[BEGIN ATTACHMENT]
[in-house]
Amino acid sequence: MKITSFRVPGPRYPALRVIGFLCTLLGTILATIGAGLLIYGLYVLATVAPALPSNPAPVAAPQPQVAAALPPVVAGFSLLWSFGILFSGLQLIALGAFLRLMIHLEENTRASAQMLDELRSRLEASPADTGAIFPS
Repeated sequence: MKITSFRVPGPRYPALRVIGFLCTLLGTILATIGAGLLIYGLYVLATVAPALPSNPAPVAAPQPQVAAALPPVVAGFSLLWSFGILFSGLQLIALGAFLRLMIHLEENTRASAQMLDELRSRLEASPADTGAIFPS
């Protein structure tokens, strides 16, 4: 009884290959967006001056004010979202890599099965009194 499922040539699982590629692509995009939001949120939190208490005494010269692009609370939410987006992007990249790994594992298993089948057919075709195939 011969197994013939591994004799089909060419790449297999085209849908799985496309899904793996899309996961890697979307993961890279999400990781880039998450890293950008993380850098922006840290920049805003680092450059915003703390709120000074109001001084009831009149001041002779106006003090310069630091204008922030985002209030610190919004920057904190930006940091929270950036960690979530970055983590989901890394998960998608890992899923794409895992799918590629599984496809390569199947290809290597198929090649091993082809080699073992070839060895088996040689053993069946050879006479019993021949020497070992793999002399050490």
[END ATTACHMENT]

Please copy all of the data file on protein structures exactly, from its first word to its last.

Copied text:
[in-house]
Amino acid sequence: MKITSFRVPGPRYPALRVIGFLCTLLGTILATIGAGLLIYGLYVLATVAPALPSNPAPVAAPQPQVAAALPPVVAGFSLLWSFGILFSGLQLIALGAFLRLMIHLEENTRASAQMLDELRSRLEASPADTGAIFPS
Repeated sequence: MKITSFRVPGPRYPALRVIGFLCTLLGTILATIGAGLLIYGLYVLATVAPALPSNPAPVAAPQPQVAAALPPVVAGFSLLWSFGILFSGLQLIALGAFLRLMIHLEENTRASAQMLDELRSRLEASPADTGAIFPS
């Protein structure tokens, strides 16, 4: 009884290959967006001056004010979202890599099965009194 499922040539699982590629692509995009939001949120939190208490005494010269692009609370939410987006992007990249790994594992298993089948057919075709195939 011969197994013939591994004799089909060419790449297999085209849908799985496309899904793996899309996961890697979307993961890279999400990781880039998450890293950008993380850098922006840290920049805003680092450059915003703390709120000074109001001084009831009149001041002779106006003090310069630091204008922030985002209030610190919004920057904190930006940091929270950036960690979530970055983590989901890394998960998608890992899923794409895992799918590629599984496809390569199947290809290597198929090649091993082809080699073992070839060895088996040689053993069946050879006479019993021949020497070992793999002399050490």